Muscat: Companies across Oman are grounding their staff as corporate travel from the Sultanate has its wings clipped by austerity. Airlines serving the Sultanate and travel agents have both reported a drop in bookings from business travellers, both in economy and premium class, another sign that low oil prices continue to impact the country’s economy.
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However, if the corporate bookings dip continues it may prove to be good for the general passenger, with airlines saying more offers would be one tactic to tempt back fliers.
A top official from Oman Air, the national carrier of Oman, said many companies are trimming their travel requirements to cope with the falling oil prices leading to the fall in the corporate bookings.
“Many companies are trimming their travel requirement to cope with the falling oil prices. This has impacted Oman Air as well since there has been a dip in the corporate bookings, which constitute an important sale segment for any airline. Our sales and marketing expert teams are always monitoring the market and work on offering a suitable solution, be it with the General Sales Agents or corporate accounts directly.” Says Jamal Al Azki, country manager, Oman, Oman Air.
An official from the UAE-based airline serving Oman said that low oil prices are acting as ‘a double-edged sword’.
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“Just like the rest of the industry, they are now saving lots of money on fuel. But low oil prices are acting as “a double-edged sword,” said Tim Clark, president of Emirates, now the world’s largest airlines in terms of international traffic.
“Bookings from companies involved in the energy sector—Emirates’ most important corporate customers—virtually disappeared with the collapse in crude oil prices,” he added.
Rajan Jayaraman, District Sales Manager-Oman, Kuwait Airways, also noted that corporate bookings were down.
“If the situation continues, we may be forced to slash prices and announce offers to maintain the budget which will be hit by dip in corporate bookings.
“After June or July the picture will be clear. We may come up with attractive prices and other packages to woo customers. Our business has to run.”
And Sami Muctar, Country Manager - Oman, Ethiopian Airlines, said that a large number of airlines will be forced to come out with special offers as the business is suffering. Jet Airways in Oman confirmed it is witnessing a fall too, saying that they are watching the situation cautiously to adopt plans to cushion the effect.
Dip in bookings
“We have dip in corporate bookings. We are waiting to see how serious it will be. Bringing down the fares won’t help. Aviation industry earnings is a small pie now all over the world, especially in Oman. So, taking steps to grab it from a small pie won’t help,” Riyaz Kuttery, general manager at Jet Airways in Oman, said.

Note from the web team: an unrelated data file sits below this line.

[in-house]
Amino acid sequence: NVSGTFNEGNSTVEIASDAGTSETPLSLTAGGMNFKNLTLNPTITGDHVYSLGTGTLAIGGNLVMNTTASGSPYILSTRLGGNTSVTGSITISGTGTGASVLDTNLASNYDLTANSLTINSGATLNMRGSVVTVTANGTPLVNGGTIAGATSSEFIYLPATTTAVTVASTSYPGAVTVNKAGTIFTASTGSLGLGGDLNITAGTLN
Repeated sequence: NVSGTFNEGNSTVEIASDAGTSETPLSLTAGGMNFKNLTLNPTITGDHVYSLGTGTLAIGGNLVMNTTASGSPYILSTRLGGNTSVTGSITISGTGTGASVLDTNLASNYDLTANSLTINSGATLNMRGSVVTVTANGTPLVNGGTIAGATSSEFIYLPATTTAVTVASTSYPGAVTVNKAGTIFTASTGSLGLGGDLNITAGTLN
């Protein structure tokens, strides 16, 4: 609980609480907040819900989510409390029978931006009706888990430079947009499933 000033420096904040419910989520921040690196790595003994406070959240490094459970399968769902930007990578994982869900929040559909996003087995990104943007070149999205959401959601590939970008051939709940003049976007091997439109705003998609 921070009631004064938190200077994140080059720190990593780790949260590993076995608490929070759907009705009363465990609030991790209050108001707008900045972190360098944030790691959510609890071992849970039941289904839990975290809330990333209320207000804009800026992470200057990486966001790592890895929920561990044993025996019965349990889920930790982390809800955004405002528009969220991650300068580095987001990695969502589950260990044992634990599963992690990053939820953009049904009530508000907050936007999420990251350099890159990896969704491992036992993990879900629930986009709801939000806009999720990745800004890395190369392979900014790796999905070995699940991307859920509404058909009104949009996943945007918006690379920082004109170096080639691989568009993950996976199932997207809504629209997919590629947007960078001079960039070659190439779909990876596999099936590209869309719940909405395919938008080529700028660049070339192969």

However, Riyaz added that they may come up with offers in the future if the situation worsens.
Another travel agent in Muscat, who declined to be named, said that the airlines may increase the price to compensate the decline in corporate sales revenue.
“More than coming up with offers to lure customers, they will increase the price,” the travel agent added.
The oil price dip has helped the airlines to save money, however, budget tightening initiated by the governments and companies in the region have put them in a fix.
In December 2015, the International Air Transport Association (IATA), had forecast an average net profit margin of 5.1 per cent being generated with total net profits of $36.3 billion and also a revision to its airline industry outlook for 2015 upwards to a net profit of $33 billion (4.6% net profit margin) from $29.3 billion forecast in June.
According to IATA, the strengthening of industry performance in 2015 was driven by a combination of factors, mainly lower oil prices, robust demand for passenger travel, stronger economic performance in some key economies and efficiency gains by airlines
While airline officials eye corporate bookings, travel agents say that both cooperate bookings and cash sales are going down.
Raji Demonte, general manager at Universal Travel and Tourism in Oman, has witnessed a 20 per cent dip in corporate bookings as all over Oman everyone are adopting austerity measures.
“We can see dip in corporate bookings and also in cash sales. Many who used to travel annually are not doing so. Cash sales have come down in many of our outlets,” Raji said.
“However, I don’t see that airlines will bring down the prices to compensate for the loss due to dip in corporate bookings,” Raji added.
“More than coming up with offers to lure customers, they will increase the price,” the travel agent added
Meanwhile, Jose Chacko, a financial advisor in Oman, said that cutting costs on premium class travel for their employees is one of the steps which companies can take to save money during this tough time.
“We know that many companies are adopting steps to avoid the number of travel, including in premium class, for their employees, if it can be,” Jose said, adding that many mid-level expatriate workers are pushing off their travel plans even to their
Mohammed Khaldi, an oil company employee in Oman, said that companies don’t encourage providing premium travel facilities for their employees.
“It was happening in the past, but it has gone up more now,” Mohammed added.
Oman’s 2016 budget focuses heavily on austerity measures and it projects OMR3.3 billion in deficit spending for 2016. Oman posted a budget deficit of 4.5 billion riyals in 2015 as revenues declined by more than 50 per cent.